In the summer of 1988, i was nearing fifty but was in fabulous physical shape since i’d had to stay very busy for a year to keep from dwelling on Allen’s death, which meant that i’d been working out in the gym harder than ever before or since and had filled the rest of my time with a great deal of physical labor on my house, converting the unfinished basement into a rumpus room, etc. And since i’d had little appetite, i was ripped better than ever before or since.
So some depraved friends suggested that i join them over a long Labor Day weekend at the CHC Inferno, an annual event held north of Chicago on the eastern shore of Lake Michigan where the crême de la crême of the international male SM set gather to practice on each other. Well, hey, i figured that since i was HIV+ and thus would certainly be dead fairly soon, it wouldn’t hurt to do something outrageous.
So i flew to Chicago, changed planes for a short hop to Grand Rapids, and caught the van to Douglas Dunes arranged by the Inferno planners.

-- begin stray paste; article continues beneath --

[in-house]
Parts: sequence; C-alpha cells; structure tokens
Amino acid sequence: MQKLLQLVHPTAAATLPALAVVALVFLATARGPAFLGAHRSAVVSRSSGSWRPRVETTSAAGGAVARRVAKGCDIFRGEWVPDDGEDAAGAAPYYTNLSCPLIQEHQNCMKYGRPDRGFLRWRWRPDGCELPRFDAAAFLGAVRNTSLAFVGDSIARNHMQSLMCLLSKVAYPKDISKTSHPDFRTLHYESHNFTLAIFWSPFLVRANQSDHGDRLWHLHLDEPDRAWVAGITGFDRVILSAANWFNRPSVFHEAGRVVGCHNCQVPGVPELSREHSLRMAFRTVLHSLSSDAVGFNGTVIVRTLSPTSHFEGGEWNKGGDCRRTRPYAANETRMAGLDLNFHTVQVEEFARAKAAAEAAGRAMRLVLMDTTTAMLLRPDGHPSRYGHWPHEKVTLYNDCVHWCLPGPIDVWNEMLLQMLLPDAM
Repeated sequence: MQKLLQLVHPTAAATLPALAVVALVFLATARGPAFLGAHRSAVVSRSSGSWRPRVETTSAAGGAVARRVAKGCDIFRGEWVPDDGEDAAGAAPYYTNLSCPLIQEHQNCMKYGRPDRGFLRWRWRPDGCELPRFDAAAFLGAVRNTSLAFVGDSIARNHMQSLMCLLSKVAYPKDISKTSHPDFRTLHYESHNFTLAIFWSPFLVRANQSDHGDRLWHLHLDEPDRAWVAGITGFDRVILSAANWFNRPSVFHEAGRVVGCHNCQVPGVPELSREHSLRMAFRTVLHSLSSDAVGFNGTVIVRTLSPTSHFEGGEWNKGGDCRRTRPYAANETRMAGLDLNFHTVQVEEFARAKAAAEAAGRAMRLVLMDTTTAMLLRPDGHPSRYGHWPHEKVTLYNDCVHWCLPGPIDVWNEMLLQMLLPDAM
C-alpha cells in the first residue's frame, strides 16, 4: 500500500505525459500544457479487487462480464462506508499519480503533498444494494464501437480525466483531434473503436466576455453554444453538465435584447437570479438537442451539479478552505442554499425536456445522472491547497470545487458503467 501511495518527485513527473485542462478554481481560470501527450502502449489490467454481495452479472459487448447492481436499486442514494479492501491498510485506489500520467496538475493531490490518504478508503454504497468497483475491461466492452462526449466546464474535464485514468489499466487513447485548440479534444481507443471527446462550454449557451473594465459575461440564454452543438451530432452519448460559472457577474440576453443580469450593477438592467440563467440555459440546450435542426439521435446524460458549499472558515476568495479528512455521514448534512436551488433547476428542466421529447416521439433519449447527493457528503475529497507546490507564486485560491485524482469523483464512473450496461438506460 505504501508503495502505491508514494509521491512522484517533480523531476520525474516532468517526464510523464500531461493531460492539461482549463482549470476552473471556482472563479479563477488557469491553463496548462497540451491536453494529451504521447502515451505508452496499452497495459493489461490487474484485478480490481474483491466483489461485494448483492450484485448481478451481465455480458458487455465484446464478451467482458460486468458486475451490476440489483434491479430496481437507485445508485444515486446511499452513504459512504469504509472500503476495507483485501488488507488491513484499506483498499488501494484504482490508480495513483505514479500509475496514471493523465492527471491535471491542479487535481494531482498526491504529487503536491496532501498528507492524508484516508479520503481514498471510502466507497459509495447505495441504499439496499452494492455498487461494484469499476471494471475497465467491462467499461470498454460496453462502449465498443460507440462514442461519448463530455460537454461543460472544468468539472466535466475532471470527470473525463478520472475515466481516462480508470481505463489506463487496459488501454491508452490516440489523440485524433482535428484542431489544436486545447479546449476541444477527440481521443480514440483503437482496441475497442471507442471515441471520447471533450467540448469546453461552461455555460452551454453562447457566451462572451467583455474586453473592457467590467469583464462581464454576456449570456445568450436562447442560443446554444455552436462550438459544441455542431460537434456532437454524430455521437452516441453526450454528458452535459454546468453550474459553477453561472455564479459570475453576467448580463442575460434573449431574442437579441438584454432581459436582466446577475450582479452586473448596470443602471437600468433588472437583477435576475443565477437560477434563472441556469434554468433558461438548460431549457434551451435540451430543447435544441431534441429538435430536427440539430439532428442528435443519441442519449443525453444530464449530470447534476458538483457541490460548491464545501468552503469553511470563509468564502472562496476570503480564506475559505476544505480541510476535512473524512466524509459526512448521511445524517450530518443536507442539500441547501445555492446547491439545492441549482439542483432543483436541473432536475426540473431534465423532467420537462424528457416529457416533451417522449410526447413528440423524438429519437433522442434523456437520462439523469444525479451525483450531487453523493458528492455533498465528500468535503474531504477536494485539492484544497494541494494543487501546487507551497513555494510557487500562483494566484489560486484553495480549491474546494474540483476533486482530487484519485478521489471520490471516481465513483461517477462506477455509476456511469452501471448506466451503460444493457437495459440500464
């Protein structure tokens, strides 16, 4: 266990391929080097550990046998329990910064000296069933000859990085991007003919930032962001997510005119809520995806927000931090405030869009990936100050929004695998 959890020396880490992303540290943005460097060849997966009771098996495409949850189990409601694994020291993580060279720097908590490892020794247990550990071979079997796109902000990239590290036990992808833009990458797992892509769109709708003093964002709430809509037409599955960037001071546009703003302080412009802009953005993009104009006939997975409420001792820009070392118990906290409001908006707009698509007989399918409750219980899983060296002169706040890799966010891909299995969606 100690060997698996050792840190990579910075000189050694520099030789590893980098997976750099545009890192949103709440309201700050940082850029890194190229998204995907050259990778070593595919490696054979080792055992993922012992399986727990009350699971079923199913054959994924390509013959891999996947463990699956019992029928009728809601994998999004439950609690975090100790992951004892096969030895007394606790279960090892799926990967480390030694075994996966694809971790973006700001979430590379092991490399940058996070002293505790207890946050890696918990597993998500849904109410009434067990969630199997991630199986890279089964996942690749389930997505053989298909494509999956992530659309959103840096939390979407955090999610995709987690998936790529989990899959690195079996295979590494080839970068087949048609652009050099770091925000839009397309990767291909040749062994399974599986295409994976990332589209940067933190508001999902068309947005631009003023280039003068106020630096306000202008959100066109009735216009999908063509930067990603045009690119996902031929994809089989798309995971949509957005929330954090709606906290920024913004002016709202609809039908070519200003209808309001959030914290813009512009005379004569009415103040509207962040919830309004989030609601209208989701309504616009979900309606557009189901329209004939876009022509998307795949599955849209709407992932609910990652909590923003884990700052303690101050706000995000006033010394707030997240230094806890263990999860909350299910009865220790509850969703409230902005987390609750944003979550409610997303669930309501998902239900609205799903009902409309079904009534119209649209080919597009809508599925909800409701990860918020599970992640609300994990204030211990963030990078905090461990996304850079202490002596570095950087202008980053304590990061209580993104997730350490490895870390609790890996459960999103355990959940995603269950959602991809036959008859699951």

Oh. My. Goodness. The event was fascinating. I saw atrocities i’d never imagined, performed on people who seemed to be liking them, at least on some level. I enjoyed myself enormously although i was such a white bread beginner that i didn’t get even close to the atrocity level myself. Ummm, that may be relative. But there was one problem. It occurred in the Grand Rapids airport on the return trip.
In the first place, a good many of the outbound campers were dressed, well, nontraditionally – in motorcycle leathers and worse. But that was bearable. What popped my cork was this muscular young man from Los Angeles who had got himself flogged to a bloody mess the previous evening and elected to wear for his return trip a tight white tee shirt so diaphanous that his wounds stood out in high relief and were oozing through the shirt.
Oh, but it gets worse. He wasn’t just sitting quietly waiting for his flight. Oh no, he was circulating among us, chatting us all up gaily and making it clear to the wide-eyed Michiganers around us, who’d always assumed that freshly flogged folks were thrown right back into their dungeons until they were presentable, that not only was he one of us but worse yet, he knew me!
I’ve never been so mortified, and i closed my eyes and prayed more earnestly than i’d ever prayed in my life. For once, my prayers were answered. Or at least partly. He was on my flight, which was no surprise since virtually all of us were going back to Chicago for connecting flights elsewhere, but at least he wasn’t seated near me. Whew.